New bill would ban Internet ‘fast lanes’
In an effort to make themselves look like the good guys five democrats have introduced a new bill that would insure true net neutrality…assuming they can get it passed.
The Online Competition and Consumer Choice Act, was introduced today by Senator Patrick Leahy of Vermont and Representative Doris Matsui of California, along with three other Democrats. The bill would prevent broadband providers from collecting fees from websites and online services for preferential traffic handling.
If passed, the bill would require the FCC to prohibit paid prioritization agreements between ISPs and content providers on the last-mile Internet connection, and it would prohibit broadband providers from giving preferential treatment to its own last-mile Internet traffic or the traffic of its affiliates over the traffic of competitors.
In a statement Senator Patrick Leahy said, “Americans are speaking loud and clear—they want an Internet that is a platform for free expression and innovation, where the best ideas and services can reach consumers based on merit rather than based on a financial relationship with a broadband provider.”
Representative Doris Matsui added, “Our country cannot afford ‘pay-for-play’ schemes that divide our Internet into tiers based on who has the deepest pockets. This is essential to the growth of our economy, and the health of our democracy.”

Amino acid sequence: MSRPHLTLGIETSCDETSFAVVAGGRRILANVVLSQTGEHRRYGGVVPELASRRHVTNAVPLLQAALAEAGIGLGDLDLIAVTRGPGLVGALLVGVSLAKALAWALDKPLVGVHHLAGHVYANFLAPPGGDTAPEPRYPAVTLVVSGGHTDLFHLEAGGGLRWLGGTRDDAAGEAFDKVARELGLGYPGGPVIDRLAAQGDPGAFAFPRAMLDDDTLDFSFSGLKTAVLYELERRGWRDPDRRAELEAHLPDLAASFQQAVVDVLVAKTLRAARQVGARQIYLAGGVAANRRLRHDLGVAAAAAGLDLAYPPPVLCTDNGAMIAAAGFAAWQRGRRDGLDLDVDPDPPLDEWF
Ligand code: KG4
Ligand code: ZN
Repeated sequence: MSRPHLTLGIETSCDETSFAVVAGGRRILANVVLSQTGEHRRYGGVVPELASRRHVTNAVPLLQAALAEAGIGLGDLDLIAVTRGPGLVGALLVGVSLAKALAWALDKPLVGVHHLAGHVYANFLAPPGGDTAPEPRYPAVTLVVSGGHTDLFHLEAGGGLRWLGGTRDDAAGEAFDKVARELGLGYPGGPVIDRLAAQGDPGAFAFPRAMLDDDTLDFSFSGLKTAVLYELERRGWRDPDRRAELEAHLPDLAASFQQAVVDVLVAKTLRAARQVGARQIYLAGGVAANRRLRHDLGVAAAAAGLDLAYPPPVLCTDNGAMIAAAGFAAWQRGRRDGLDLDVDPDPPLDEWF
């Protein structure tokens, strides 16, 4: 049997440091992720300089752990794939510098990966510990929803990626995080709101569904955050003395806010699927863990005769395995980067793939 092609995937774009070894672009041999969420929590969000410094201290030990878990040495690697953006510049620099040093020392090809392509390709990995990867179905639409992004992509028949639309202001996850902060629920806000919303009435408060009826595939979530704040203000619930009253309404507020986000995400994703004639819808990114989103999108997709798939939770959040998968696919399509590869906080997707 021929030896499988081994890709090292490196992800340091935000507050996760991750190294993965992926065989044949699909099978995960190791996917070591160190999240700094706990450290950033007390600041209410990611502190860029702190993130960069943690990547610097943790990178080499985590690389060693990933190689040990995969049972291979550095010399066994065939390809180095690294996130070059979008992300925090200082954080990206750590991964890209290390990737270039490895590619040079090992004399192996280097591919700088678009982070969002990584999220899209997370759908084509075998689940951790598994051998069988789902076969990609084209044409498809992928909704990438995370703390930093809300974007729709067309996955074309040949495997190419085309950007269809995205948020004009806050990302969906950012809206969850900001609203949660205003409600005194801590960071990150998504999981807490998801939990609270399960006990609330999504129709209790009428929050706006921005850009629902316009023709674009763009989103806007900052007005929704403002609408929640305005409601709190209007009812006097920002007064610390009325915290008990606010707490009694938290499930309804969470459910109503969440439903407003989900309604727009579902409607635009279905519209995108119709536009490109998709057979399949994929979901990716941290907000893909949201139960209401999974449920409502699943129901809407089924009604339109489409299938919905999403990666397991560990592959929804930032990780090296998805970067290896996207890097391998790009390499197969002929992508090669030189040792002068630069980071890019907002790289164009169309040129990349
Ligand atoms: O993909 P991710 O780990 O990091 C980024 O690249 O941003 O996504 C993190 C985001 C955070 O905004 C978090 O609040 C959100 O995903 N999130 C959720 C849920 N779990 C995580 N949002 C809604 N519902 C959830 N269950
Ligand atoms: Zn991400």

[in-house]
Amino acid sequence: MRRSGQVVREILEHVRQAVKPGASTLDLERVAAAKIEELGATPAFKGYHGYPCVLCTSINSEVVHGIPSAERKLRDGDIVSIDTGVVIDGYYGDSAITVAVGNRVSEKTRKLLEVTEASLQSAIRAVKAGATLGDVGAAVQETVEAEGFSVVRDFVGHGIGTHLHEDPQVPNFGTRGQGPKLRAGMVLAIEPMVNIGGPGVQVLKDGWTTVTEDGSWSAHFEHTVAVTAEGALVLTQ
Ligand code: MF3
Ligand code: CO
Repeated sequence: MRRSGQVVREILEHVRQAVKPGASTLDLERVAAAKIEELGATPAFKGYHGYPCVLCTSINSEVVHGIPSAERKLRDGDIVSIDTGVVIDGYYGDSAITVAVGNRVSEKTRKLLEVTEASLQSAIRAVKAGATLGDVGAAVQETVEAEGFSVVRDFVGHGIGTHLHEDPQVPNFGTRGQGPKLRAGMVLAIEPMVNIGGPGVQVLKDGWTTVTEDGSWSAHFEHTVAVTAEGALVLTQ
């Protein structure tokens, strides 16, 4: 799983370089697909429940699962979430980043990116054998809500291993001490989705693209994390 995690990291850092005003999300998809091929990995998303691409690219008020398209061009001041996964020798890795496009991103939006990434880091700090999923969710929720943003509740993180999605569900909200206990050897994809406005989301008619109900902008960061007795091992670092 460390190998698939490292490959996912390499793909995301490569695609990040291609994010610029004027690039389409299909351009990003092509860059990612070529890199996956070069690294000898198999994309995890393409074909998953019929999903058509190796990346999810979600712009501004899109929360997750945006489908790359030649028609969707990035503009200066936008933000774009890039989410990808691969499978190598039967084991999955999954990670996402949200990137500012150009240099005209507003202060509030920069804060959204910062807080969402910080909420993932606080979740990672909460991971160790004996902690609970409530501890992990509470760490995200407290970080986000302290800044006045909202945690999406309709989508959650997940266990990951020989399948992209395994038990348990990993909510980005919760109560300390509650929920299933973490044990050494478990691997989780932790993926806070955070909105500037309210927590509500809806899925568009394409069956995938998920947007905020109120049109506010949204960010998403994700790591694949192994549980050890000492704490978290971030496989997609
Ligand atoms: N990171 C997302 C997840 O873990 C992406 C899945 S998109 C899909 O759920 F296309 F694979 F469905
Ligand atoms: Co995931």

Pretty words. Nice idea. No chance in hell.
The bill, while noble in its intent, has almost no chance of passing since the Republican-dominated House of Representatives has developed a policy of automatically rejecting anything that has a Democrat’s name on it. Plus the Republicans have made it pretty clear that they oppose any sort of net neutrality (or progress of any sort for that matter).
FCC Chairman Tom Wheeler might actually back a bill like this since it could finally give the FCC legal authority to regulate ISPs – a power that the FCC has been looking for. The FCC’s revised proposal on net neutrality has caused a firestorm recently because it opens the door for ISPs to charge some content providers for better service. That little caveat generated more than 120,000 comments from enraged Americans, a blizzard of standup comedian ridicule and heated debate on Capitol Hill.
What people mostly missed was the fact that Wheeler and the FCC had to revise the proposal in the first place because the courts threw out a case where the FCC tried to fine Comcast for infractions of their original rules. The court decided that the FCC didn’t actually have the power to fine any ISP because ISPs don’t fall under FCC authority.
Buy hey, at least there are a few politicians making a effort to do the right thing – even if it is only a token effort.